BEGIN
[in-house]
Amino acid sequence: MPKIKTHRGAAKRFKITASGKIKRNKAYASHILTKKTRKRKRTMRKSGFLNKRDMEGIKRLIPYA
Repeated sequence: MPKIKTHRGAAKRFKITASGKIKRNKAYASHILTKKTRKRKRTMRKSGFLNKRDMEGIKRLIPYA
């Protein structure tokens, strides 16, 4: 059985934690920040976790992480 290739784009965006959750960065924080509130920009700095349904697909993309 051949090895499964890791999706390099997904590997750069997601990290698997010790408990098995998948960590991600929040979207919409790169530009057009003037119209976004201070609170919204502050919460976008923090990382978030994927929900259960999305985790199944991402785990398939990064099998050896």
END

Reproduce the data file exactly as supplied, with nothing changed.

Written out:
[in-house]
Amino acid sequence: MPKIKTHRGAAKRFKITASGKIKRNKAYASHILTKKTRKRKRTMRKSGFLNKRDMEGIKRLIPYA
Repeated sequence: MPKIKTHRGAAKRFKITASGKIKRNKAYASHILTKKTRKRKRTMRKSGFLNKRDMEGIKRLIPYA
């Protein structure tokens, strides 16, 4: 059985934690920040976790992480 290739784009965006959750960065924080509130920009700095349904697909993309 051949090895499964890791999706390099997904590997750069997601990290698997010790408990098995998948960590991600929040979207919409790169530009057009003037119209976004201070609170919204502050919460976008923090990382978030994927929900259960999305985790199944991402785990398939990064099998050896």